Honolulu (KHON2) – Aotearoa artist Lisa Reihana headlines a temporary exhibition at Honolulu Museum of Art that features an immersive 50-foot video installation that reimagines a set of French wallpaper from the 1800s.
“It’s basically a large digital projection that takes up the entirety of one of our gallery walls” explains Curator Healoha Johnston. “Lisa Reihana’s video is a modern response to a set of panoramic wallpaper created by two French designers in 1804, which depicts islands and cultures around the Pacific as an exotic utopia. In her video, the artist brings the wallpaper to life with sound and movement. She enlisted Pacific Islanders to create vignettes representing their cultures with authentic garments, song, dance, and cultural traditions, prompting the viewer to rethink historical narratives and stereotypes.”
The exhibition closes on July 14th.
There are always new works to view.
New this month, there’s an exhibition called 21st Century Women that just opened and will be up through September, featuring artwork by contemporary female artists from the Museum’s permanent collection.
There’s an exhibition by Hawaiʻi island-based artist Melissa Chimera in the Arts of Hawaii Holt gallery, with works exploring her genealogical history and human migration. An exhibition called Blue Prints explores the influence of modern chemistry and the discovery of the color blue in woodblock printmaking, located in the Japan gallery.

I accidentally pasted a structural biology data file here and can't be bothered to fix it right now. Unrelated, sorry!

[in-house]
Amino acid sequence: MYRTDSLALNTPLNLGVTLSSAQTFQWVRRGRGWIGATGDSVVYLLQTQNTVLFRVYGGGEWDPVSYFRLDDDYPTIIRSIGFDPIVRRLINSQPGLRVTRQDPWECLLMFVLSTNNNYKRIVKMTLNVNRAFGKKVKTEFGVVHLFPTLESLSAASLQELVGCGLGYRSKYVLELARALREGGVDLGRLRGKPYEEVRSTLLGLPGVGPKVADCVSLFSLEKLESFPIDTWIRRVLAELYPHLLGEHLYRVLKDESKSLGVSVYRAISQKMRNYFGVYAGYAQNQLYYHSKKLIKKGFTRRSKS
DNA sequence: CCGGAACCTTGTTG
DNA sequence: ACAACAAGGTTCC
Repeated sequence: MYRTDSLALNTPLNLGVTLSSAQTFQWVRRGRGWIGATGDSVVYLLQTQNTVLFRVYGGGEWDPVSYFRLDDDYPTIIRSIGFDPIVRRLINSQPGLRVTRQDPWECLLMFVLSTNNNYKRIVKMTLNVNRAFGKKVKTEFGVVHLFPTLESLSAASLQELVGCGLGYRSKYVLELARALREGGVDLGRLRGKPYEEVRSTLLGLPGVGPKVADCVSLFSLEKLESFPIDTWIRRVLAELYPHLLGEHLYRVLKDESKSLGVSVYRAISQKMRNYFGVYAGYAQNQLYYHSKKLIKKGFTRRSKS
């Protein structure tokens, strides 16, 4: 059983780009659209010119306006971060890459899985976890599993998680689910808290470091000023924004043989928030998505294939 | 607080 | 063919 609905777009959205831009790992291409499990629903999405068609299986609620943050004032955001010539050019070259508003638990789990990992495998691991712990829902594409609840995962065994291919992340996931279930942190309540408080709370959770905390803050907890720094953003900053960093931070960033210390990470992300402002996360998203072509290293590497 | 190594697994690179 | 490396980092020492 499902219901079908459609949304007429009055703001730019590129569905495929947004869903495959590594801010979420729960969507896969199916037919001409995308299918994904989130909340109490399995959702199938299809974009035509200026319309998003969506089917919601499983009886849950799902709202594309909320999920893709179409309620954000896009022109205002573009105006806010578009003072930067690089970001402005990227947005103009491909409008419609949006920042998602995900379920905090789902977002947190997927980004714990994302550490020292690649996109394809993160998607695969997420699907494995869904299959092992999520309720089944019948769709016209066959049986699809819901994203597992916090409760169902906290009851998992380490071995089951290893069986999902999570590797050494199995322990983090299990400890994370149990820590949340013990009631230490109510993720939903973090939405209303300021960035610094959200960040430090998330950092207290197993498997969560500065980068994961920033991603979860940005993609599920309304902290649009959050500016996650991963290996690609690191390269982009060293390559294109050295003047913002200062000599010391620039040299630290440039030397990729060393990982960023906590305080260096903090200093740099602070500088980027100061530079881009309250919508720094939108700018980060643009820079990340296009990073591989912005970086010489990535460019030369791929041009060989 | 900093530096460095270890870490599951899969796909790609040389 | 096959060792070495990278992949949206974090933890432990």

On August 24th, the Museum’s second major exhibition of the year opens: Contemporary Landscapes: Li Huayi, featuring the ethereal, expansive ink paintings of Chinese artist Li Huayi.
The Honolulu Surf Film Festival opens July 6th at Doris Duke Theatre with a reception and showing of White Rhino.
The museum is located on Beretania Street, across from Thomas square, and just celebrated its 92nd birthday. The Honolulu Museum of Art is the state’s leading arts institution, and is a cultural hub for visual and performing arts.
There’s a broad permanent collection that includes contemporary Hawaii artists in its Arts of Hawaiʻi gallery, masterworks by Western artists like Monet and O’Keeffe, and the third-largest collection of Japanese ukiyo-e woodblock prints in the country.
The museum’s Doris Duke Theatre screens independent, documentary, and international films.
Community arts education programming is offered at the Art School.
Tthe first Wednesday of every month is Kamaaina Free Day, and on July 31 admission is free for Hawaii residents in honor of La Ho’iho’i Ea, Restoration Day.